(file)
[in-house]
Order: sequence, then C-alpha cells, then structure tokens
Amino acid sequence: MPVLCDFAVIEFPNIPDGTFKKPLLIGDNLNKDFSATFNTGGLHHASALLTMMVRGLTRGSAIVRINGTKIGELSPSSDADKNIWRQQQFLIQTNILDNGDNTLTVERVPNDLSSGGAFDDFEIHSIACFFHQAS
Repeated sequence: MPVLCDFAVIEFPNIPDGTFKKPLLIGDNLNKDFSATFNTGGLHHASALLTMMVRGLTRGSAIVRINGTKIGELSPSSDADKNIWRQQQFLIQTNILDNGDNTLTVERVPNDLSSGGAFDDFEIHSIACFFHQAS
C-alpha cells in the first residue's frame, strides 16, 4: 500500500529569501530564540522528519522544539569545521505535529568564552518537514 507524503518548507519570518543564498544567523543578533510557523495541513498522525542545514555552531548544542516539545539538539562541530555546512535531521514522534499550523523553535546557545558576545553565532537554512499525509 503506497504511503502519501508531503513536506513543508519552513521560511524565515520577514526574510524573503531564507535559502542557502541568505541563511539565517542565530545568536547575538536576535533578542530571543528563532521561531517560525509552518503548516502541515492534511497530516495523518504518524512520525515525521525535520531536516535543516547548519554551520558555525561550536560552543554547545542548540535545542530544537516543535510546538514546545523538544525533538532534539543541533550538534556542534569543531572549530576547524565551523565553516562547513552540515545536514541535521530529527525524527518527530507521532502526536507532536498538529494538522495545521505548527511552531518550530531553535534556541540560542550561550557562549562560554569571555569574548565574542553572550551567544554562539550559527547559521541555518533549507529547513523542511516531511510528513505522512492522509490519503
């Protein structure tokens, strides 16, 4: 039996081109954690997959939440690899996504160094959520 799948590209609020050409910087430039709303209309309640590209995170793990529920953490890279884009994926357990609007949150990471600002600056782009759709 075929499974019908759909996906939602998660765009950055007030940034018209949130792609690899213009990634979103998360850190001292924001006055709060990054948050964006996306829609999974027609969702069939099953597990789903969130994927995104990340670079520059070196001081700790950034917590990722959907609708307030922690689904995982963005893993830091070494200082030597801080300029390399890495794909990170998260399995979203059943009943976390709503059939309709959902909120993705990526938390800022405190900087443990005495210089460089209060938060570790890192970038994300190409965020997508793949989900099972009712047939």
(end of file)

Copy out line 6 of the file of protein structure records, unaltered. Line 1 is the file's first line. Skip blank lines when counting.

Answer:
């Protein structure tokens, strides 16, 4: 039996081109954690997959939440690899996504160094959520 799948590209609020050409910087430039709303209309309640590209995170793990529920953490890279884009994926357990609007949150990471600002600056782009759709 075929499974019908759909996906939602998660765009950055007030940034018209949130792609690899213009990634979103998360850190001292924001006055709060990054948050964006996306829609999974027609969702069939099953597990789903969130994927995104990340670079520059070196001081700790950034917590990722959907609708307030922690689904995982963005893993830091070494200082030597801080300029390399890495794909990170998260399995979203059943009943976390709503059939309709959902909120993705990526938390800022405190900087443990005495210089460089209060938060570790890192970038994300190409965020997508793949989900099972009712047939």